Monday, August 15, 2011

Smaller Order Pitfalls

“We don’t need a large quantity and the brand needed the goods yesterday”.  Manufacturing for the ad specialty and promotional production industries, this is an often played tune.

Smaller quantity runs from China, although not advisable are many times in this industry, the nature of the beast.  At times, brands and end-users require small quantities and distributers pass these down the supply chain.  Along with the big projects and in hopes of securing larger jobs, a distributor has to deftly handle the smaller orders that their client needs.  It’s a domino effect; everyone likes to handle larger quantity orders, but since the distributor needs to please the brand, then a supplier, many times in China, needs to please the distributor. 

Small runs create big headaches.  The factories, although they take the project, they don’t care about the projects.  For a smaller run, you can implement the most fail-safe QC methods, but there is still a large room for messing it up.  

We recently battled a project, set to ship by air (urgent, urgent, urgent), that, after production was 60% correct, 40% bad.  

So ship the 60% and redo the 40%, right?  Not so simple.  The item was a set.  Not to go into too much detail, but it was a set that included the special box and inside the box were 12 pencils with different prints.  Inside of each set, some were good, some were bad.  So the bad and the good were sorely, nightmarishly intertwined.  Wasn’t so black and white as sending good and fixing the bad.

When you are sitting in an office overseas, buying directly from a factory, how does this play out?  How do you get them to fix the order? 

A standup supplier is still required to deliver, so how does the scenario play out?

Sifting:  You have to go into each set and extract the good and discard the bad.  And since the good and bad were so heavily mixed, it was a tedious process of using many individual precious time, cost, and space of getting the job done.

If you think the factory did the sifting, combing and repacking, think again.  As far as they were concerned, it wasn’t worth their effort to go through the order and they didn’t make enough money off the job to warrant the additional input.

We used our facility, our people, our time to assure 60% were ready to ship intact.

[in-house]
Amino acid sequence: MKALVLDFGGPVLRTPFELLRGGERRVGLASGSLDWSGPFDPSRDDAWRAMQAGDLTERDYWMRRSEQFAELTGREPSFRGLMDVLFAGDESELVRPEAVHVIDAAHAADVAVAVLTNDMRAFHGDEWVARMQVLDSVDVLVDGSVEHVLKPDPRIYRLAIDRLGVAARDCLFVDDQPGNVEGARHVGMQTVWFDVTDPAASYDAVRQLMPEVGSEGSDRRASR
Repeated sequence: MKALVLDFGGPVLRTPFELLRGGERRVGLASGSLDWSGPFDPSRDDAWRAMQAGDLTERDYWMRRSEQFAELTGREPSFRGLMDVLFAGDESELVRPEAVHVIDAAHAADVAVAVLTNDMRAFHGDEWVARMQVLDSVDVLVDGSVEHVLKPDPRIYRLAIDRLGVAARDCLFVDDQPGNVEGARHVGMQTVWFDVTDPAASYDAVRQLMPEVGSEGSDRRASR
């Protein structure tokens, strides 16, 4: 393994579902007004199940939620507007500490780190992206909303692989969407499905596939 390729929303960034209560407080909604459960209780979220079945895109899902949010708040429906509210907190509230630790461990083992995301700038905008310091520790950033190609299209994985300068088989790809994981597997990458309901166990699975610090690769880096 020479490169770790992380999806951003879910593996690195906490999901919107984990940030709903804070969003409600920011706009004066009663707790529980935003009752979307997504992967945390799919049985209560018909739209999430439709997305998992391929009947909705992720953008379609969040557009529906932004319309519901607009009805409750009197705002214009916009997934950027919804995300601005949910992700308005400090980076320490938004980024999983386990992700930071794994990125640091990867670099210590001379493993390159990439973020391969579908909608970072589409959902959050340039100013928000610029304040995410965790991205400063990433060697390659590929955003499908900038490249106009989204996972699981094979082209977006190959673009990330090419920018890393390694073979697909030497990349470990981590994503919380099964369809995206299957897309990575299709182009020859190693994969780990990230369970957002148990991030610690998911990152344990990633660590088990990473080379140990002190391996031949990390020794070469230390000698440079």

We delivered 60% in time and told the customer to hold tight for the additional 40%. 

Customers happy, we’ve still got a mountain of work ahead of us to deliver the 40%. 

Did the factory offer anything?  They offered to reproduce the 40% bad….at our cost.  You may think they are obligated to pay for the 40%.  But the actual victory is that they were even willing to reproduce the 40%!  Just paying for the replacement goods, isn’t a motivator to the factory and they are not wild about having to book more material and spend more time on a small job they didn’t care about in the first place.

But it’s not that simple;  before re-production starts, we had to go to their area and help resource 1 of 3 vendors involved.

An item as small as a pencil is made up of 3 vendors;  the facility that does the laminate print wrap and assembly, the facility that does the actual pencil and the erasers – all come from a different source.

After the 1st order, one of the 3rd party vendors (print and assembly) decided they wanted no more part of the project, they cut their losses and jumped out of the mix.  We had to send a representative to that area and walk the material markets to find a vendor who would be willing to do such a low quantity, low cost run…and get it consistent with the first order!

We eventually completed the 40% and had them shipped, in time to make the campaign.

Ordering this directly from a factory;  you would have the whole shipment, with the 40% bad intermingled to-the-death of the project inside of the goods.  On top of that, you cover full transportation costs for a colossal headache of an order. 

The factory would have their payment and approaching the factory asking what they plan on doing about the problem would be pointless.  At that point, it’s your problem, not theirs.  You’re not going to be able to scare them by saying you aren’t going to bring back more great orders like these. 

The moral of the story in manufacturing and importing for the ad specialty industry;  you think you want to find a factory, consider what it could cost you.  A solid partner, in this industry, one who watches your back and cares just as much about your orders as you do, is a safer bet. 

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